This will be unique among my blog entries, because I actually have a record of what I thought about the concert at the time. The following text is from my long-defunct first blog, written a few days after the show in 2000.
Last weekend I experienced something very strange indeed. Joe and I saw Little Richard and Chuck Berry ("The Kings of Rock 'n' Roll," so their posters declared) perform at a horse racetrack in Cicero, IL. It was like something out of a movie, with the betting counters everywhere you turned and the sound of the announcer talking about horses with names like "Holy Conflict" and "Mary Had a Little Wolf."
We sat on plastic chairs in a Plexiglas-enclosed room facing the track. We actually saw part of the races and the tractor going around the track smoothing the dirt. At the bottom of the rows of chairs, someone had unceremoniously plopped a stage for The Kings of Rock 'n' Roll. Alice Cooper had just played there a few days earlier. Welcome to my nightmare indeed.
Little Richard was surprisingly good, but poor Chuck Berry was another story. First off, his band was wretched. He actually remarked that they were rehearsing and would let us know when the show really started. Sometimes they were so out of time that he would signal for them to stop and perform the song with just guitar as accompaniment. Sometimes he was so out of time that he'd stop the song altogether. He only managed to get through a couple of complete songs -- "My Dingaling" unfortunately, and "Reelin' and Rockin'," which, I'm certain, benefited from the fact that Chuck had some big-breasted women dancing onstage to inspire him.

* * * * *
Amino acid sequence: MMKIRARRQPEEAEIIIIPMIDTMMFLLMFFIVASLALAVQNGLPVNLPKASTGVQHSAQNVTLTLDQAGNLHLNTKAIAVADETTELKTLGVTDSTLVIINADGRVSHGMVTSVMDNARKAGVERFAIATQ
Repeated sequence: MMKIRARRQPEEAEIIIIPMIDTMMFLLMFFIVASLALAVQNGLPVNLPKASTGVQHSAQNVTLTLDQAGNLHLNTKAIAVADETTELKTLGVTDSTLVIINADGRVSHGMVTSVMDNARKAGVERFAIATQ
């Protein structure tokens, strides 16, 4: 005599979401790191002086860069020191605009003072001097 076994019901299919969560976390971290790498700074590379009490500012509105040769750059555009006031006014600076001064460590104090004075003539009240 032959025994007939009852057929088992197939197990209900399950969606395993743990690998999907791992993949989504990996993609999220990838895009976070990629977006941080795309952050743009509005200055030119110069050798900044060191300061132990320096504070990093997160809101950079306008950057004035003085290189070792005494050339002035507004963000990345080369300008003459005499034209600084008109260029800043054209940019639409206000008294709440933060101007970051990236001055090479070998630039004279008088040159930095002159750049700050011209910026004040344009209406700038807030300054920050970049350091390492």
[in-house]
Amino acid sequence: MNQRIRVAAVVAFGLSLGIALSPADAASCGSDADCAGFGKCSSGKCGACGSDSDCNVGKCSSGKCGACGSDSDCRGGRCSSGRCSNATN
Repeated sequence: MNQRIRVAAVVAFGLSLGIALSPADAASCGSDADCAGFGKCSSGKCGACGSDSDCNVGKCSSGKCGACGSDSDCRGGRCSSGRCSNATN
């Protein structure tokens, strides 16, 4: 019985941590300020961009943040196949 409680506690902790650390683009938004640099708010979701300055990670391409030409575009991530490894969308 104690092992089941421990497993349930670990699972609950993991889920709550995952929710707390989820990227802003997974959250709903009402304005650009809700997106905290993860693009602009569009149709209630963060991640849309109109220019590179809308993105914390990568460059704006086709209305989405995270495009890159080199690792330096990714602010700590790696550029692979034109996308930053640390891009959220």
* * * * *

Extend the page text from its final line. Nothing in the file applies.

If the show was a mixed bag, my feelings about it were even more mixed. While it's great that these guys, who surely are legends, are still entertaining people after all this time, there is something maudlin about seeing senior citizens trying to rock and roll. While there are plenty of artists growing old gracefully -- Bob Dylan, Johnny Cash, Marianne Faithfull, etc. -- they generally do so by coming to terms with their age, not by rehashing the past.